fungal acne

What is Fungal Acne?

Fungal acne causes small pimples, whiteheads, and skin irritation. At first glance, it looks like common acne. Yet when you try certain acne medications symptoms may worsen.

It may share some similarities, but is not the same as common acne. Medically known as acne vulgaris, common acne is the result of excess sebum, clogged pores, inflammation, and overgrowth of a bacterium.

The same causes do not result in fungal acne. Instead, inflammation of hair follicles and overgrowth of Pityrosporum (or Malassezia) folliculitis is. The treatment for fungal acne also differs from common treatments.

fungal acne - woman seeing a dermatologist

Signs and Symptoms of Fungal Acne

The fungus responsible for fungal acne feeds on oils, either on sebum or creams applied on the face. In some cases, this fungal infection turns into a skin condition called Tinea versicolor. Sometimes the fungus causes inflammation of the hair follicles and resembles acne.

Common acne causes white and blackheads, pimples, papules, and cysts. Fungal acne has a uniform appearance of small bumps or pimples, which tend to be itchy. Whiteheads are also a symptom.

The distribution of the skin lesions can also offer a clue. Fungal acne is usually seen on oily skin on the face. This is especially common on the forehead, T zone, sides of the nose, and chin. It can also develop on other parts of the body with oily skin like the upper back, chest, and shoulders.

Common acne also occurs on the face, nose, chin, and forehead. However, it’s also seen along the hairline, scalp, temples, eyebrows, cheeks, jaw, and around the mouth. Males experience common acne on the chest, neck, torsion groin, and legs too.

sweat triggers fungal acne

Fungal Acne Triggers

The skin is very similar to our gut flora composed of trillions of friendly bacteria and microorganisms. Our skin microbiota consists of bacteria and yeast. When these microbes are in balance, the skin is healthy. When unbalanced, fungus-like Malassezia folliculitis can overgrow. This causes fungal acne or Tinea versicolor.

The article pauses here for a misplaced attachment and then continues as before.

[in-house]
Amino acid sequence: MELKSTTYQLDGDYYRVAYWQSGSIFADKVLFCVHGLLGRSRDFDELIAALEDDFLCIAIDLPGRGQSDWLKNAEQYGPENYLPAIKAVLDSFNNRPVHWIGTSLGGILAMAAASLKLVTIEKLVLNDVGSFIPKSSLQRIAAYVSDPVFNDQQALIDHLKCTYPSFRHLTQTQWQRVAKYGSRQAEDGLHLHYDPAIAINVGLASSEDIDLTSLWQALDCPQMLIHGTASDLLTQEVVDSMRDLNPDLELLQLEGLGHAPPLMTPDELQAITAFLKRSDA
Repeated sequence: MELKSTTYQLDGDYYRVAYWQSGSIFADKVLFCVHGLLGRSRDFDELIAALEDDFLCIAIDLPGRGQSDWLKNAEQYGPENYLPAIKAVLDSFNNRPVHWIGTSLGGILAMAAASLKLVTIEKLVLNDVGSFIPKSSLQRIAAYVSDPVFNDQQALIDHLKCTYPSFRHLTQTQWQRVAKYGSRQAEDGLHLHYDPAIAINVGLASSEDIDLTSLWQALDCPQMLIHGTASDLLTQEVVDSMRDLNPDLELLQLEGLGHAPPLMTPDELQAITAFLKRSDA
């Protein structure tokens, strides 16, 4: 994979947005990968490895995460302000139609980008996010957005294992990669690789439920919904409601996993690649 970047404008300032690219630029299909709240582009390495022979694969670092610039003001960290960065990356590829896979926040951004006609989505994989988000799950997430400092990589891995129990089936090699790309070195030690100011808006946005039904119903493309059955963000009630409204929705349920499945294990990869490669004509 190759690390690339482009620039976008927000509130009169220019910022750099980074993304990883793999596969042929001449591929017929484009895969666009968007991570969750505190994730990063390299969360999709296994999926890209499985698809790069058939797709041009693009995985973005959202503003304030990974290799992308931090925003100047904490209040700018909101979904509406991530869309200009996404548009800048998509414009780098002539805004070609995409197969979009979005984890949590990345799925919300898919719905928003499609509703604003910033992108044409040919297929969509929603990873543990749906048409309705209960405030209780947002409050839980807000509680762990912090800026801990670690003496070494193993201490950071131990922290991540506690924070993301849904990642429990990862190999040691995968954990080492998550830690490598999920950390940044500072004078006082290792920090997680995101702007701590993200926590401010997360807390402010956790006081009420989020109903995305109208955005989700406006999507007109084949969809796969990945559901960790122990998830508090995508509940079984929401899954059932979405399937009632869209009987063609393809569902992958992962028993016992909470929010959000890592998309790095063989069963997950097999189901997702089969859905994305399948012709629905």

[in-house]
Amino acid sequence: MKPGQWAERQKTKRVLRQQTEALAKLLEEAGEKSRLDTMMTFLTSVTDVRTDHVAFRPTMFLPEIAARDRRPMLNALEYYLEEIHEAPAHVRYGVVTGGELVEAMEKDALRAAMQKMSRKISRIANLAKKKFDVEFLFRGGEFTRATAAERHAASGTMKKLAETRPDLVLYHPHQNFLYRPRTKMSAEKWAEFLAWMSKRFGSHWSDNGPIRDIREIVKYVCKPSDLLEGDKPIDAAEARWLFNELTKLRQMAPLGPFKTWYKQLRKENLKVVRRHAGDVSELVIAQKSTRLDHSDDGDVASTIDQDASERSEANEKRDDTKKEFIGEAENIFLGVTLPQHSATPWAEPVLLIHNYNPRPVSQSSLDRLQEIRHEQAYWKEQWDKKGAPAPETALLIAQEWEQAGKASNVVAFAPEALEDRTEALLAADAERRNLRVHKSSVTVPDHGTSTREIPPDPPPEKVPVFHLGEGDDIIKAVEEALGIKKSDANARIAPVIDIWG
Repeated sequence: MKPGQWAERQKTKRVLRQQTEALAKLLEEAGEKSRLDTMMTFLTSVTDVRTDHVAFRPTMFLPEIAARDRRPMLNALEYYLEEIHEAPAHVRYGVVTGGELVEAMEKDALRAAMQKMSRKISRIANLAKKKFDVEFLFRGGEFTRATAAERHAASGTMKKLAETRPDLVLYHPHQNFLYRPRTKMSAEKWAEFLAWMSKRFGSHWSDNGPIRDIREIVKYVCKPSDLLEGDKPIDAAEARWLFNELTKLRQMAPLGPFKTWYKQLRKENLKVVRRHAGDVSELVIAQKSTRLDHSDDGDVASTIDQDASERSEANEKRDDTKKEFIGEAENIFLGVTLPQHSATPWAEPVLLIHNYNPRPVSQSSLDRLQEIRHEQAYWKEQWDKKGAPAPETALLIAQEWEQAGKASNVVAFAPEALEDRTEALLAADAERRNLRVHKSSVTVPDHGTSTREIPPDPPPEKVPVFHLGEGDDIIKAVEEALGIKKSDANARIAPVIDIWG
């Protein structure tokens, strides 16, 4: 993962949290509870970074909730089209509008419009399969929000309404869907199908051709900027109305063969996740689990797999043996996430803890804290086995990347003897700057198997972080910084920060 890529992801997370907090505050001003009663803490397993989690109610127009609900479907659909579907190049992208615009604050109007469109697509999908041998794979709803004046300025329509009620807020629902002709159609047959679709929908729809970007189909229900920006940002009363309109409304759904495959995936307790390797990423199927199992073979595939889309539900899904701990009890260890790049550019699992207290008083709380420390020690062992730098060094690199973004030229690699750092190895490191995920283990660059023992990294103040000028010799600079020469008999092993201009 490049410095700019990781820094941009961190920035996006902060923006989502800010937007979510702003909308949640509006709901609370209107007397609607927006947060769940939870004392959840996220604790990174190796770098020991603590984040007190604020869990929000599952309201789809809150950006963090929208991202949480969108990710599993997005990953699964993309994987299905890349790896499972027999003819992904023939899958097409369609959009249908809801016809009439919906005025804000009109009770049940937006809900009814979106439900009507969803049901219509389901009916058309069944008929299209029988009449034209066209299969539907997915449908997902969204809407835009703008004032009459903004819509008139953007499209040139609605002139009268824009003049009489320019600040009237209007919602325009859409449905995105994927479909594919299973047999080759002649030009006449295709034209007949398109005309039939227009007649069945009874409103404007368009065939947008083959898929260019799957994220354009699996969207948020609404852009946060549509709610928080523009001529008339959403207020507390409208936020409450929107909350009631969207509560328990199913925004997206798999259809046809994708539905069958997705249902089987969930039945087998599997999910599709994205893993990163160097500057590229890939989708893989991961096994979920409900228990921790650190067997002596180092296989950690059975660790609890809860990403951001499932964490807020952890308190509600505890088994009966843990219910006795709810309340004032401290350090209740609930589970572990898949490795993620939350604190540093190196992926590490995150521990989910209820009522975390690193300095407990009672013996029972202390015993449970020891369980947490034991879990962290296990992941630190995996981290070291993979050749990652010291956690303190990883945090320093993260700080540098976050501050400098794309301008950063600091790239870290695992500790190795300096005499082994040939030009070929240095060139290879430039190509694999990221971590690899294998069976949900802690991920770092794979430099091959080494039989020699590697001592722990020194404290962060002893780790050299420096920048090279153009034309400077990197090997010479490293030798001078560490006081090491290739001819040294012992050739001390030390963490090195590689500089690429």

There are multiple triggers that can cause it. Try your best to avoid them to eliminate or reduce symptoms.


Fungi flourish in warm, humid places. So, if you live in a hot humid place, the risk of developing fungal acne increases. To avoid this, make sure you have a good quality air conditioner in your home.


Long-term use of antibiotics disturbs the skin’s regular microbiota. By killing bacteria, these antibiotics allow the fungi to overgrow.

Even medication used to treat acne may correlate with fungal folliculitis. These include:

  • Clindamycin
  • Minocycline
  • Erythomycin

Dermatologists suggest using medications like benzoyl peroxide, salicylic acid, and retinol to treat both fungal and common acne.

Steroid medication in forms like drugs, inhalers, hormones, and creams can trigger this condition. Skin lesions occur about two weeks after beginning steroid treatment. Talk to your doctor about the best way to use steroid drugs associated with it.

Personal Care Products

Sometimes the products you use in your skincare routine can cause fungal acne. Regular facial cleaners and other products can irritate the skin.

Applying too much oil to the skin can also promote the development of it. Make sure to choose hypoallergenic formulas and avoid using oil-based products.

Remember to wash the skin after working out or spending time in the sun to remove excess sweat and oil.

Some dermatologists recommend wearing a face mask with copper and silver ions. These have antibacterial qualities that can prevent fungal acne from normal masks.


Your diet can also affect its development. Diets containing excess sugar and processed foods contribute to the condition.

Add whole foods to your diet such as:

  • Vegetables
  • Fruit
  • Healthy oils
  • Grains
  • Legumes
  • Lean meat
  • Fish

Some people found eliminating gluten, cow’s dairy and omega 6 rich foods also helped.

fungal acne - treatment

Treatment Options

There are some treatments you can try to get rid of fungal acne. However, we recommend getting professional medical advice for the right diagnosis and treatment. Dermatologists are well-trained to recognize this type of acne, which can be mistaken as other conditions.

Topical medication like ketoconazole, butenafine, and clotrimazole creams are available over the counter. You can use medicated shampoos and body washes with antifungal substances once a week to keep skin clear.

Other treatments are available by prescriptions only.

Avoid tight clothing and synthetic fabrics, too. Replace them with loose clothing made from cotton or bamboo silk.

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